Let the angst simmer on way to discovery

Film reviews

Let the angst simmer on way to discovery

Teenage
Kannada (U/A) ¬¬¬
Director: H R Shrikanth
Cast: S S Kishan, Apoorva Arora, Tanvi Lonkar and
others

Teenage is a theme hardly explored by the film makers, discounting what’s being rolled out recently, mainly in multiplexes. While most fear to tread the path of blending sensuality, curiosity and sensibility with responsibility, some of them have come out with mostly disappointing fare.

Following in his famous son’s footsteps, the director has explored this unchartered territory after a fashion. For, it is clear from the beginning, he is wary of risking all the goodwill and image earned by his son in one shot. Even the dialogues seem so laboured and drawn out, they hark back to movies that came out of the Silent Era!

The confusion is evident in the way the plot progresses. Initially “Teenage,” rather clumsily, tries to showcase the usual workings of scrambled minds trying to make sense of a world getting revealed afresh. Then, the director infuses some sentiment by way of estranged siblings, the elder one so desperate to win his sister’s love he’s ready to take part in reality shows and win her a house!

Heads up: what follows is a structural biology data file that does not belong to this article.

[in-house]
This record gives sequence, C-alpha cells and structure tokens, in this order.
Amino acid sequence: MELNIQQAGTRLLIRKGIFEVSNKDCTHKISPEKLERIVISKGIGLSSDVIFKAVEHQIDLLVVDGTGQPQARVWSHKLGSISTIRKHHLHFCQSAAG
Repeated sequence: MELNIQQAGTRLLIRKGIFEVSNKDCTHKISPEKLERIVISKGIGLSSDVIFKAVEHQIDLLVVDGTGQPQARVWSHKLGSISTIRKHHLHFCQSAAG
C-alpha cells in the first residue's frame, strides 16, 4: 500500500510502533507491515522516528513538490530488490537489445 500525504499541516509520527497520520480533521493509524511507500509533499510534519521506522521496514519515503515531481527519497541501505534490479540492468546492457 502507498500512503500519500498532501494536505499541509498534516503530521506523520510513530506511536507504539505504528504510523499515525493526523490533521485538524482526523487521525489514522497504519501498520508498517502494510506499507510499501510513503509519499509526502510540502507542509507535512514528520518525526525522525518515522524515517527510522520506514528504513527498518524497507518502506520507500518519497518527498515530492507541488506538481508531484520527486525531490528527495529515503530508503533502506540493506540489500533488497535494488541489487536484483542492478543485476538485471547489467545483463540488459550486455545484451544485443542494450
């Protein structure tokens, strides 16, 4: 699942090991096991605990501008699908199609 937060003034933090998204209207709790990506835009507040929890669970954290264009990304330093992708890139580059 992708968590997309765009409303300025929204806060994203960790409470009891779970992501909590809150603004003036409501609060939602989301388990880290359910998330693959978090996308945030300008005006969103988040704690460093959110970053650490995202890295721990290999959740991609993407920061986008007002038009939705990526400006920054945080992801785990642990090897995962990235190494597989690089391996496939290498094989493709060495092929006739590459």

Soon, this sub-plot takes a backseat and Kishan and the girls come into their own. Be it the daily commute to school by bus, their interaction (bare minimum and clumsily handled--the director plays way too safe here) with other schoolmates or the trip Rosy and Aarya take to an island - all come alive, mainly due to the boy and his girls. Indeed, a sometimes befuddled Kishan lets the girls do the job for him-- it works beautifully. Priya Bharat Khanna, Apoorva Arora, Tanvi Lonkar and two other girls happily binge on the roles offered, though only Apoorva and Tanvi have more flesh to their characters and impress the most. It is entertaining to watch all the young characters act their age and for once, their juniors do not try to overpower them, and the audience, which is a relief to many watching parents. Except for Jayashree Raj, most of the cast is self-conscious while Raju Talikote goes overboard in the only proper scene he has. Is it really necessary to cram those dialogues there?

Kishan, however, shines in editing, displaying a cool professional hand. Makesh and Rahul’s underwater cinematography is a treat to watch; even above water is just fine except when the camera seems to be unnecessarily restless, but that’s teen angst for you! Mass Mada’s action choreography doesn’t go overboard. Obvious drawbacks: too many songs to pay attention to and the director’s very loud background score.

“”Teenage is open to audience interpretation. Which is as it should be.

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